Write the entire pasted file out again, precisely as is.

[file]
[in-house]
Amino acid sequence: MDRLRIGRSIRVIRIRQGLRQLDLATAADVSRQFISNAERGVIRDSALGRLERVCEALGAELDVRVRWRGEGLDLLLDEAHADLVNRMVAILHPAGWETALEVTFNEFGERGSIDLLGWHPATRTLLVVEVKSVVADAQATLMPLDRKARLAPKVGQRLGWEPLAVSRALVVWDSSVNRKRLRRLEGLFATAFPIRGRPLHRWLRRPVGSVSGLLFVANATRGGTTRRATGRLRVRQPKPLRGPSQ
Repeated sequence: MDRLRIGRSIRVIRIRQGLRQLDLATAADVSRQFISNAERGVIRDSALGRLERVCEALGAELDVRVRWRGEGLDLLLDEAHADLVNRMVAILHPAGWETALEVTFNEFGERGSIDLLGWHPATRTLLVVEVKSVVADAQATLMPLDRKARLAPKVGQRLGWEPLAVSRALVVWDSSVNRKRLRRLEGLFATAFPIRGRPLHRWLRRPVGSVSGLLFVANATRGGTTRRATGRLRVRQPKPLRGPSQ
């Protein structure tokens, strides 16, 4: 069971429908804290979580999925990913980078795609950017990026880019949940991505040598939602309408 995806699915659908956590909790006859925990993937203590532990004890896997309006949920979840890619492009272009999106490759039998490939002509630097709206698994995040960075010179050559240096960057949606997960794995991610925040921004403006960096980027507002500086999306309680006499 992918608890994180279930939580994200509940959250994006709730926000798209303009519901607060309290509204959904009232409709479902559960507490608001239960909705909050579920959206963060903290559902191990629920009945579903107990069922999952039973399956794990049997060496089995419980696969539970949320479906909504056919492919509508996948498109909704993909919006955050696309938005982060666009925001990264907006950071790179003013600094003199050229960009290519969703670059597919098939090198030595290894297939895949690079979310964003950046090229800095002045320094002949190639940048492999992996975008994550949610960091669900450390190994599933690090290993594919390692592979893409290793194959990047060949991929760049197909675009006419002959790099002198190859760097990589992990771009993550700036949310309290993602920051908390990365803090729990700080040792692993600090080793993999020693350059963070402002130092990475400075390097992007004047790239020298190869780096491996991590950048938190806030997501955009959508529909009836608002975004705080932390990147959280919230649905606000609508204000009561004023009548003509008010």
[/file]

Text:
[in-house]
Amino acid sequence: MDRLRIGRSIRVIRIRQGLRQLDLATAADVSRQFISNAERGVIRDSALGRLERVCEALGAELDVRVRWRGEGLDLLLDEAHADLVNRMVAILHPAGWETALEVTFNEFGERGSIDLLGWHPATRTLLVVEVKSVVADAQATLMPLDRKARLAPKVGQRLGWEPLAVSRALVVWDSSVNRKRLRRLEGLFATAFPIRGRPLHRWLRRPVGSVSGLLFVANATRGGTTRRATGRLRVRQPKPLRGPSQ
Repeated sequence: MDRLRIGRSIRVIRIRQGLRQLDLATAADVSRQFISNAERGVIRDSALGRLERVCEALGAELDVRVRWRGEGLDLLLDEAHADLVNRMVAILHPAGWETALEVTFNEFGERGSIDLLGWHPATRTLLVVEVKSVVADAQATLMPLDRKARLAPKVGQRLGWEPLAVSRALVVWDSSVNRKRLRRLEGLFATAFPIRGRPLHRWLRRPVGSVSGLLFVANATRGGTTRRATGRLRVRQPKPLRGPSQ
């Protein structure tokens, strides 16, 4: 069971429908804290979580999925990913980078795609950017990026880019949940991505040598939602309408 995806699915659908956590909790006859925990993937203590532990004890896997309006949920979840890619492009272009999106490759039998490939002509630097709206698994995040960075010179050559240096960057949606997960794995991610925040921004403006960096980027507002500086999306309680006499 992918608890994180279930939580994200509940959250994006709730926000798209303009519901607060309290509204959904009232409709479902559960507490608001239960909705909050579920959206963060903290559902191990629920009945579903107990069922999952039973399956794990049997060496089995419980696969539970949320479906909504056919492919509508996948498109909704993909919006955050696309938005982060666009925001990264907006950071790179003013600094003199050229960009290519969703670059597919098939090198030595290894297939895949690079979310964003950046090229800095002045320094002949190639940048492999992996975008994550949610960091669900450390190994599933690090290993594919390692592979893409290793194959990047060949991929760049197909675009006419002959790099002198190859760097990589992990771009993550700036949310309290993602920051908390990365803090729990700080040792692993600090080793993999020693350059963070402002130092990475400075390097992007004047790239020298190869780096491996991590950048938190806030997501955009959508529909009836608002975004705080932390990147959280919230649905606000609508204000009561004023009548003509008010």